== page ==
• Prime Versus Prime Plus Blitz

    This position occurred in the online match between Neil Kazaross and the USBGF online readers. Black, the team, were leading 3-1 to 11 and when Neil doubled, the readers dropped. Most of the online comments indicated that the readers thought this was a very clear pass. Were they correct?

    The first reference point is to consider what the correct action is for money in any given position. Once that has been done the score should be factored in and the decision refined. So, let us start with the money decision.

    This is a prime versus prime position but White also has some blitzing potential. That makes it very dangerous for Black and he will lose a fair percentage of gammons. However, Black also has plenty of ways to win. He can prime White’s rear checkers, he could get lucky and make the bar-point anchor, he could blitz White once White has split his rear checkers and finally he could win from a 2-pt or ace-point game. Black’s position is fundamentally sound if he can survive the next couple of rolls. Of course, often he fails to survive those first two rolls and in fact he loses he loses a gammon about half the time.

    There is an old backgammon adage that says all prime versus prime positions are takes. White’s blitzing potential adds something to the equation but the old adage holds true. This is a reasonably comfortable take for Black and dropping is very nearly a blunder. He wins about a third of the time from this position. Although technically a take I know a lot of players would drop this because of the gammon threat.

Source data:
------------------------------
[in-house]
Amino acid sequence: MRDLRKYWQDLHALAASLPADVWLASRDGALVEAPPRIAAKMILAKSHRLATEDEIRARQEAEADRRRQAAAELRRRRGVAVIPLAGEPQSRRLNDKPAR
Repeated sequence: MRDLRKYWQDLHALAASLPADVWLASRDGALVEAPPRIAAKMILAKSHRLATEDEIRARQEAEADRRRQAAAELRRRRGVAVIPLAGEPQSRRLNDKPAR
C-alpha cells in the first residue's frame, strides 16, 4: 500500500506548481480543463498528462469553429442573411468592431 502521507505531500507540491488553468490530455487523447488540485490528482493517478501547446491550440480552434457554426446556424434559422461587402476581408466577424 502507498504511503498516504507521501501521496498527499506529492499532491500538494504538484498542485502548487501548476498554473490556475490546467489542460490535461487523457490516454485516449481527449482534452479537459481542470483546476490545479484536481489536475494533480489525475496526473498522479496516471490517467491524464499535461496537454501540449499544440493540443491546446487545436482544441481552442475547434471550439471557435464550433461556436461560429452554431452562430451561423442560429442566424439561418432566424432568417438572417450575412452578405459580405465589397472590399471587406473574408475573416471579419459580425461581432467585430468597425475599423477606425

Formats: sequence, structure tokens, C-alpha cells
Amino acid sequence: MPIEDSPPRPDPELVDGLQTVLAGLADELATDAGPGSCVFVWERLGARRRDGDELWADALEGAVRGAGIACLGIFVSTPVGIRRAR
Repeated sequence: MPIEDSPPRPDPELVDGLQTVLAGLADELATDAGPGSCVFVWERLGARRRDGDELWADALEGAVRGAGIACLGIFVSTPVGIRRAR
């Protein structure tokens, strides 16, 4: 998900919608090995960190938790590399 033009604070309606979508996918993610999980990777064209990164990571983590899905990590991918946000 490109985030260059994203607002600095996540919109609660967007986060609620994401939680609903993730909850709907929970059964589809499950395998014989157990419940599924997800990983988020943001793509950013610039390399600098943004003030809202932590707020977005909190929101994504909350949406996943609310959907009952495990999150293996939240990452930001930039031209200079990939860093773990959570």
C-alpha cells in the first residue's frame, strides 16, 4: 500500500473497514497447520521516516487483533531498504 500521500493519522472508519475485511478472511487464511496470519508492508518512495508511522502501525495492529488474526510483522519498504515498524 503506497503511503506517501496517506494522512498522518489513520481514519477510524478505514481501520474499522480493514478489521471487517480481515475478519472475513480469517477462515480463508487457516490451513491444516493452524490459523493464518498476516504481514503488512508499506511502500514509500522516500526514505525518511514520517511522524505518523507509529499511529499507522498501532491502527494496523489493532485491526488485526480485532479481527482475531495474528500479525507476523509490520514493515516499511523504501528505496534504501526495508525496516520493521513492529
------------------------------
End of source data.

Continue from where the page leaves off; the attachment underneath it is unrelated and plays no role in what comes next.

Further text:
Not doubling from the White side would of course, be a huge blunder. Judging this to be a take over the board requires years of practice and a deep knowledge of reference positions. It also requires nerve, particularly in a high stakes game where many of the participants will probably be playing for more than they can afford!

    What about the match score? As we have seen frequently in recent articles even a small lead can heavily influence cube decisions. Here Black leads by two points and thus his redoubles to 4 will be constrained somewhat as White won’t need much of an excuse to return it on 8.

    This constraint changes the situation sufficiently that Black should drop the double and in fact taking now becomes a blunder. The readers were correctly to drop Neil’s double. The theory of match play doubling continues to evolve and positions like this one should be added to everybody’s reference library.


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